Failing to issue that JC in 2012--was not Cambodia’s fault, but by the two countries as they know well that any decision must abide by the principle of consensus. Let's say if Cambodia were to chair ASEAN this year, the JC could not issue either since the Philippines and Vietnam may try their efforts to block it by inserting onto the JC the wordings concerning arbitration award of the Permanent court of Arbitration on 12 July.
The Philippines has never consulted with ASEAN before bringing the arbitration case to the court in The Hague. But only after the court's ruling was in favor to the Philippines, they (PP and VN) tried to put pressure on ASEAN to support the court's verdict. The question now is that who has attempted to divide ASEAN? Who wants to break ASEAN’s principle?
It is suspicious if the Philippines and Vietnam may have their own hidden agenda through which they may want to pave the way for their chairmanships, meaning that if ASEAN could not issue the JC again in 2016, it will set as precedent when these two countries chair the ASEAN in 2017 and 2020 respectively.
Let's take a look at another ASEAN member like Singapore who is a country coordinator for ASEAN-China dialogue relations for 2015-2018. Singapore, is one of the most reliable friends and close strategic partners of the U.S. There is strong hope that Singapore should perform its important role on behalf of ASEAN to work with China. But at one point, her Ambassador-at-large had suggested that Cambodia be expelled from ASEAN. Such comment is ridiculous to ASEAN practice but further deteriorate the relations among stakeholders. The Cambodian Embassy in Singapore should work with Singaporean government in order to seek clarifications whether the Ambassador’s remarks were his personal or the government views.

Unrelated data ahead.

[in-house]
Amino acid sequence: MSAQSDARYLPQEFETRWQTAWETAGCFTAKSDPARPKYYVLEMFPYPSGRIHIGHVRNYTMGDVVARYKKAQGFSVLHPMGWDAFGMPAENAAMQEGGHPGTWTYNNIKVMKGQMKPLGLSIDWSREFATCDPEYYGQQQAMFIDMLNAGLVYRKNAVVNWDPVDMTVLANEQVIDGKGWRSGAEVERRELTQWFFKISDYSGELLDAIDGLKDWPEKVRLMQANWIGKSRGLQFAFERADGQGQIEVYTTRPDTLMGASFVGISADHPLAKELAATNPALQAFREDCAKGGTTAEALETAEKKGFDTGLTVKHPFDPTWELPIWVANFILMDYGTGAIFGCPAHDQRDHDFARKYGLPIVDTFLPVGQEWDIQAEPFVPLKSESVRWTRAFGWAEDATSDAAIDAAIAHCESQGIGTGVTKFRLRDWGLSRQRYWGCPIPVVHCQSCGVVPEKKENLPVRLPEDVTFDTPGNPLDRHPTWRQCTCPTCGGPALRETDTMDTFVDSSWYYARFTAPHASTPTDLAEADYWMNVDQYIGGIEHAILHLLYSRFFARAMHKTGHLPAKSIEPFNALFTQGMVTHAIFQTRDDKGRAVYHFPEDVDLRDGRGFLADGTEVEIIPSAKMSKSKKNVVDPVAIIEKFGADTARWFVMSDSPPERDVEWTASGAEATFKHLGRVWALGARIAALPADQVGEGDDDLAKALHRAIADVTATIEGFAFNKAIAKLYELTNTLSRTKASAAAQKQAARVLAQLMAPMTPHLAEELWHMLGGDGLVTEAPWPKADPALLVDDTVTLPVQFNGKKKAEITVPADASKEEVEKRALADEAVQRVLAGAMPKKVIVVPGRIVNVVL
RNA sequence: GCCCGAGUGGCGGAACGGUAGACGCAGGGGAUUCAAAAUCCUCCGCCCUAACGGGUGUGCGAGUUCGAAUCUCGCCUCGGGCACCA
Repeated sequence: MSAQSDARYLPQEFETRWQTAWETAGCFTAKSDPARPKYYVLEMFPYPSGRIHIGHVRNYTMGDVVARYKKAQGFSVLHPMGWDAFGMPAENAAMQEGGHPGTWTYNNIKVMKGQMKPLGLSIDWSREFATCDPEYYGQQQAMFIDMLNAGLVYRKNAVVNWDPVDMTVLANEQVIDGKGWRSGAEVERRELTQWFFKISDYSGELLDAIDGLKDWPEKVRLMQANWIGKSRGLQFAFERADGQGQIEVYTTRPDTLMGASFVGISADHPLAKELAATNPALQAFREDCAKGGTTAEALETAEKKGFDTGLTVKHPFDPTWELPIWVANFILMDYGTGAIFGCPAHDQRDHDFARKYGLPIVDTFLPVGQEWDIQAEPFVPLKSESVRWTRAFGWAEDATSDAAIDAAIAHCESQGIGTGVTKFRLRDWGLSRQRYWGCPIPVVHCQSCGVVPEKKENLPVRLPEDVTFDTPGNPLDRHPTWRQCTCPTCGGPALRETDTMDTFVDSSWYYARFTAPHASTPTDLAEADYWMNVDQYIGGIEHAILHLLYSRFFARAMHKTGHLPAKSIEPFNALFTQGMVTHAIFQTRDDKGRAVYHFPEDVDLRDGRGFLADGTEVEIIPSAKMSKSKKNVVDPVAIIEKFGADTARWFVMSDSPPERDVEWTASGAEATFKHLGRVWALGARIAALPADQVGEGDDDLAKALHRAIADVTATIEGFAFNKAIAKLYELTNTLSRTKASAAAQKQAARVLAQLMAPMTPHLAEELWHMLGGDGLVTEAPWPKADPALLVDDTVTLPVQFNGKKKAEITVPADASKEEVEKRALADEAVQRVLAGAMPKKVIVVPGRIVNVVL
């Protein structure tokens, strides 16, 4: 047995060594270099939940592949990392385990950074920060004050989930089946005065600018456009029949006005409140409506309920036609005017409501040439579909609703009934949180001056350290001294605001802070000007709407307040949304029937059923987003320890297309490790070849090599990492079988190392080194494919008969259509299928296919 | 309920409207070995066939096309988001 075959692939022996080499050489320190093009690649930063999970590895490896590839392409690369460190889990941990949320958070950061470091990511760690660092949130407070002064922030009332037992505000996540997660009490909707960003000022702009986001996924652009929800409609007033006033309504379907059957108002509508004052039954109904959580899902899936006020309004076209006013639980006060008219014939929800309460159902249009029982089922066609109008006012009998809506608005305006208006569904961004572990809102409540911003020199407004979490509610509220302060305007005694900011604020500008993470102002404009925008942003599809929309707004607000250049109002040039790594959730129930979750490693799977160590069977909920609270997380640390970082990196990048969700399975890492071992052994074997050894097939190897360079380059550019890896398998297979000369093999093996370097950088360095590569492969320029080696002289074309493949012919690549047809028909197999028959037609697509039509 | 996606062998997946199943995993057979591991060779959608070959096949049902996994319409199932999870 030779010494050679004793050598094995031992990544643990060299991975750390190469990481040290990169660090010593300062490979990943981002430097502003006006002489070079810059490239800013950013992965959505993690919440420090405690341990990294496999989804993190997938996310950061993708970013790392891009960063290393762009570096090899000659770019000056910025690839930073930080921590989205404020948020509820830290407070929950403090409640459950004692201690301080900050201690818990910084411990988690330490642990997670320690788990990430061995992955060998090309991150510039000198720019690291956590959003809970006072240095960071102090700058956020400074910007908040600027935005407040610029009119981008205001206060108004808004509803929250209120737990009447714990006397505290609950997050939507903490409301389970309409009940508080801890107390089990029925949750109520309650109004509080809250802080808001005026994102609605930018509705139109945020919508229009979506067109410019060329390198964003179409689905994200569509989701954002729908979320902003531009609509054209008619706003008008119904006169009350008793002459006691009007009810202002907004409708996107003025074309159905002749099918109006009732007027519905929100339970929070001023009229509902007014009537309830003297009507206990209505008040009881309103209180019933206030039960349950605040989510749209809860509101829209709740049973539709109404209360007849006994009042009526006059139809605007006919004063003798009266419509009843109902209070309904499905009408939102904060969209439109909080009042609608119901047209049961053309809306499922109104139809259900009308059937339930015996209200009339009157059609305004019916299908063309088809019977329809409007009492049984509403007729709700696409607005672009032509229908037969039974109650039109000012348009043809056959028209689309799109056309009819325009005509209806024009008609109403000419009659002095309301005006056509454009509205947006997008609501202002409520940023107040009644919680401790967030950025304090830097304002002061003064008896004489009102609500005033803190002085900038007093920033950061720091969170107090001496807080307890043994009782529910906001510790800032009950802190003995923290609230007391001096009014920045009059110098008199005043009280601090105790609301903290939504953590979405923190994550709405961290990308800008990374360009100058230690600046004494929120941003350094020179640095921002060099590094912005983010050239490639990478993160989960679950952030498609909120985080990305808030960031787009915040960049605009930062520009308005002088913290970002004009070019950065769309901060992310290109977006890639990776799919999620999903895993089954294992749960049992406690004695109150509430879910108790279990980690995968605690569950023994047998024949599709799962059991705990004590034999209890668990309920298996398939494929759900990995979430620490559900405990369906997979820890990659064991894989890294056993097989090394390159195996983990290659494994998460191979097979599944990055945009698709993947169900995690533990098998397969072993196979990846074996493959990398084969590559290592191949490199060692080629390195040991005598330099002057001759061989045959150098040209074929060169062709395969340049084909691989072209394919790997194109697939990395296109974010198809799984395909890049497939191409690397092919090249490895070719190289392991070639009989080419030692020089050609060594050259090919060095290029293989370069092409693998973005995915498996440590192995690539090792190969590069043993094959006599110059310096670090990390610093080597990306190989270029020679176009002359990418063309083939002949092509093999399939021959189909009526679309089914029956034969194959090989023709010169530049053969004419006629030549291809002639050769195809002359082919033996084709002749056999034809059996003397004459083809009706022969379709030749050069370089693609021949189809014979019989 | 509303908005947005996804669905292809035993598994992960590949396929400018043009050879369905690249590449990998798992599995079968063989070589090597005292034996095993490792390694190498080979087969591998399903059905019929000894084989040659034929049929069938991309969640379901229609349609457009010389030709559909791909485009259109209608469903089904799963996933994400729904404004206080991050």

On July 29, Senior Minister Prak Sokhonn, Minister of Foreign Affairs and international Cooperation of Cambodia said Cambodia has sacrificed the most to uphold ASEAN’s principles and interest.
He said Cambodia maintains its neural position by not taking side to any party but to contribute to avoiding aggravating the situation in the South China Sea through consultations with all parties concerned, while at the same time to help avoid damaging ASEAN and China relations because of the bilateral issues concerning with a few ASEAN member states and China; and lastly to uphold and respect universally recognized principles of the international law and basic principles of ASEAN.
If there was no neutral role played by Cambodia at this juncture, and the wording on arbitration were inserted on the JC, the Philippines felt happy, but ASEAN breached its unity and basic principle. And what happens if China had walked out from the Declaration of the Conduct of the Parties in the South China Sea (DOC), signed by ASEAN and China in 2002 and the implementation of DOC and its negations toward the Code of Conduct (COC) will be spoiled.
By then, many may see it clearly that ASEAN-China would confront each other and the disputes will get worst, the whole Asia Pacific region will be affected while the 21st century of Asia will be at total risk.
In conclusion, with Cambodia's role and position, ASEAN is joyful and China is happy with which China offered ASEAN particular pledges on early conclusion of a Code for Unplanned Encounter at Sea (CUES) for navy ships in the South China Sea; hotlines laid down for Senior Officials of the foreign ministries of ASEAN and China; setting timeframe for COC framework by the middle 2017 and to work on COC text. And looking ahead, the South China Sea will be a sea of peace, stability and prosperity and the prospect of the 21st century for Asia will come true.